Memphis Councilman Tom Marshall’s comments about changes in the PILOT program elicited an immediate response here: “Amen.”
Like only a few members of our local legislative bodies, he has seemed to understood from the beginning the importance of acting on recommendations by consultants to reform the programs giving away tax freezes in a number unprecedented in the rest of the state.
Councilman Marshall rightfully observed that the City Council and County Commission members must have a voice in decisions that affect budgets, tax revenues and tax policies, all of which are in their purview. Most of all, he should be applauded for ignoring the perpetual bogeyman conjured up by real estate developers – the unverifiable notion that Memphis will be bypassed altogether by companies unless we sell ourselves at a discount.
The fact that other cities don’t have to give away the store to get new companies to locate and expand there seems to be inconsequential to many of the PILOT proponents. The fact that our obsession on DeSoto County is disproportional to the problem caused by it since Memphis remains one of the most solid centers for metro jobs in the country. The fact that if we are going to talk like a region, we should walk like one, too, and quit treating adjacent counties as enemies. The fact that real estate development is far different than economic development.
As Councilman Marshall breathes a breath of fresh thinking into the PILOT deliberations, here’s a quote by the widely-revered David Birch, former Harvard and MIT academician and now president of a company that advises companies on where to locate:
“The cities growing fastest right now have the highest taxes, most expensive workers, most expensive land…To say you want the cheapest worker is an old way of thinking. What you really want is a talented labor force, not the least expensive labor force.” Birch says the days are over when companies selected locations for new factories or offices on the basis of where business costs are cheapest.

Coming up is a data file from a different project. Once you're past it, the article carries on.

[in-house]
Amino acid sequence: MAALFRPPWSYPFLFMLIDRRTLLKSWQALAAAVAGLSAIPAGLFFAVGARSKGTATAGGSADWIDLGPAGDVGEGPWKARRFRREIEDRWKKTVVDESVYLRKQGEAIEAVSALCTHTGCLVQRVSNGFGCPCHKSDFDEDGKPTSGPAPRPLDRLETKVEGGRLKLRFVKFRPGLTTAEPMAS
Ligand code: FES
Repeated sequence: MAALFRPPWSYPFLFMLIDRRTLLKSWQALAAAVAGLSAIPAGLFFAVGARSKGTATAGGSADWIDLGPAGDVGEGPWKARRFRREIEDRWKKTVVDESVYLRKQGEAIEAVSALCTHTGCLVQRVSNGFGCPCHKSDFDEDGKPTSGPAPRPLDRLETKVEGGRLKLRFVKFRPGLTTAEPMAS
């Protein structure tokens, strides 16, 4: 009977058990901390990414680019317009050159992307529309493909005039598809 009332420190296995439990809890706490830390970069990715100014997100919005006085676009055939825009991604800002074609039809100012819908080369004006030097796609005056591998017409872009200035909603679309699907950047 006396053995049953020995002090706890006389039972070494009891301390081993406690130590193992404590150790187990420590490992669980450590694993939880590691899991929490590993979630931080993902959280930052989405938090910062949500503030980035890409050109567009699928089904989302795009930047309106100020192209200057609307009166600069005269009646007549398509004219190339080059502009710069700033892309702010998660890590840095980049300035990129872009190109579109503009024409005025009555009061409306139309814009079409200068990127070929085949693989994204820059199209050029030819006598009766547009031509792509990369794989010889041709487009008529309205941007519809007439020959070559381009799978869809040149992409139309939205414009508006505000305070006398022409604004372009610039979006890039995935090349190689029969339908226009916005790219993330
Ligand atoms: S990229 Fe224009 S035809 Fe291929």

Or as Professor John Eger puts it: “The effort to create a 21st century city is not so much about technology as it is about jobs, dollars and quality of life. In short, it is about organizing one’s community to reinvent itself for the new, knowledge-based economy and society; preparing its citizens to take ownership of their community; and educating the next generation of leaders and workers to meet these global challenges…At the heart of this effort is ultimately defining a ‘creative community.'”
In the end, it seems logical that the overriding question about current tax freeze policies is whether they are encouraging the reinvention of Memphis into a creative community known for its quality and innovation. The answer seems obvious, and so then is the rationale for changes to the PILOT program.